EGU General Assembly 2023
© Author(s) 2023. This work is distributed under
the Creative Commons Attribution 4.0 License.

Water quality dynamics of an extracted peatland and pond treatment

Lipe Renato Dantas Mendes and Florence Renou-Wilson
Lipe Renato Dantas Mendes and Florence Renou-Wilson
  • University College Dublin, School of Biology and Environmental Science, Ireland (

Peatlands comprise a significant share of the land surface in Ireland, i.e. 21%. Degradation of these ecosystems for horticultural industry purposes has exerted pressure on the water quality of surface waters. This occurs due to the removal of hydrophytic vegetation, drainage and exposure of the peat to aerobic conditions, in which the latter disturb the local water regime and accelerate decomposition processes. This subsequently results in significant leaching of carbon and nitrogen compounds such as dissolved organic carbon and ammonia. Despite the above, little study has focused on understanding the effects of peatland degradation on the waters leaving such catchments and therefore adequate mitigation measures.

We hypothesize that the water quality of effluents from such extracted peatlands is highly dynamic, and these effluents are harmful to surface waters all year round. Here we compare the results with environmental thresholds and studies testing the effect of effluents in surface waters. We hypothesize that prolonging the hydraulic residence time of the effluents in situ does not suffice for treatment due to high proportion of soluble nutrients and lack of necessary biogeochemical conditions.

The results presented here are based on long-term monitoring (c. 2 years to date) of an extracted degraded Irish raised bog (53°41'54.9"N 7°24'53.7"W). The site was drained for the extraction of horticultural peat. The drainage network allowed the water to flow into a pond for water treatment including particle sedimentation. Hereby, nutrient discharge from the site to surface waters downstream was expected to be minimised. A YSI EXO2 Multiparameter Sonde installed at the outlet and then at the inlet of the pond allowed continuous (up to 30-min interval) measurements of temperature, pH, conductivity, turbidity, fluorescent dissolved organic matter and ammonium concentration during most of the monitoring period. An area velocity flow meter paired with the Sonde allowed continuous (5-min interval) measurements of flow rate. In addition, a Teledyne ISCO Sampler 6712 installed at the pond outlet ensured time-proportional samplings during 11 storm events to date, i.e. when the pond water level exceeded a threshold. Finally, grab samplings have been periodically conducted at the pond inlet and outlet during the monitoring period. These samplings have been analysed for a series of water quality parameters including carbon, nitrogen, phosphorus and ionic compounds.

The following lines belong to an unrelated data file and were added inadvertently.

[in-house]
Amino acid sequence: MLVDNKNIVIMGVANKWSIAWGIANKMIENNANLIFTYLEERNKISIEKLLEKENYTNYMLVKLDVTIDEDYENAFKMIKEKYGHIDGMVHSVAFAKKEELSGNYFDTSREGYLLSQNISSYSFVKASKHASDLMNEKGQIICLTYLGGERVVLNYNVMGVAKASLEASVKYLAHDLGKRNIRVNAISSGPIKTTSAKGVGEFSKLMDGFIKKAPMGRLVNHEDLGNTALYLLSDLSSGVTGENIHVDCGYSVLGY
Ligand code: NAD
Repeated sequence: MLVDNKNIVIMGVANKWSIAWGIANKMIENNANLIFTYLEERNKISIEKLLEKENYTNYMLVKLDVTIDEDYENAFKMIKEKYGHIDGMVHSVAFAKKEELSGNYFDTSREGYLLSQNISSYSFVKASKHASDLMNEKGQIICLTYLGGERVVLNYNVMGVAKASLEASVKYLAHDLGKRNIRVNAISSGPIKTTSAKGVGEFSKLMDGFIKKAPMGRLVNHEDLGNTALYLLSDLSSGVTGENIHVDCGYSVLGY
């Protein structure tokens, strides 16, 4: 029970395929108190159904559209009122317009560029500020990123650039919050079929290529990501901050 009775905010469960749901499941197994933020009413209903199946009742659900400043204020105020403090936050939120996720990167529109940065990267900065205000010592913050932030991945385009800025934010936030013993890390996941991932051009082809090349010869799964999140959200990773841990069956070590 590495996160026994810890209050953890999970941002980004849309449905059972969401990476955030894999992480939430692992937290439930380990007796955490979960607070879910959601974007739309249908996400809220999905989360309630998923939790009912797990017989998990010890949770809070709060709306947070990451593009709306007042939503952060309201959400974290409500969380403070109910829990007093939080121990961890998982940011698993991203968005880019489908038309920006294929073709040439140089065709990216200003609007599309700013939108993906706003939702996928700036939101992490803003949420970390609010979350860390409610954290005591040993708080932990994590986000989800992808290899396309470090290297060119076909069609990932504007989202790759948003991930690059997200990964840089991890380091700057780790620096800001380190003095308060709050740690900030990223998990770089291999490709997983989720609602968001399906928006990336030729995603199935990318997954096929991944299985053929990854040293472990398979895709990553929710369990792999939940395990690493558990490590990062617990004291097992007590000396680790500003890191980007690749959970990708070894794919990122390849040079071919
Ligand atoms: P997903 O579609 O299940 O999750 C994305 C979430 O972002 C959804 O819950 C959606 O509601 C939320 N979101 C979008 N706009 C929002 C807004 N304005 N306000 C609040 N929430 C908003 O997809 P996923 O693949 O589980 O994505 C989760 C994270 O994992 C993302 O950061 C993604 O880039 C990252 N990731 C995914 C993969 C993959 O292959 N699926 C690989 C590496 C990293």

Analyses of the data carried out to date corroborate the hypotheses. This includes acidic discharges, and variable and significant outflow concentrations of nutrients in different seasons, as well as minimal treatment in the pond. This subsequently highlights the need of proper mitigation measures in degraded peatland catchments in order to regulate the water quality of the effluents and ensure good ecological status of surface waters downstream.

How to cite: Dantas Mendes, L. R. and Renou-Wilson, F.: Water quality dynamics of an extracted peatland and pond treatment, EGU General Assembly 2023, Vienna, Austria, 24–28 Apr 2023, EGU23-3563,, 2023.

Supplementary materials

Supplementary material file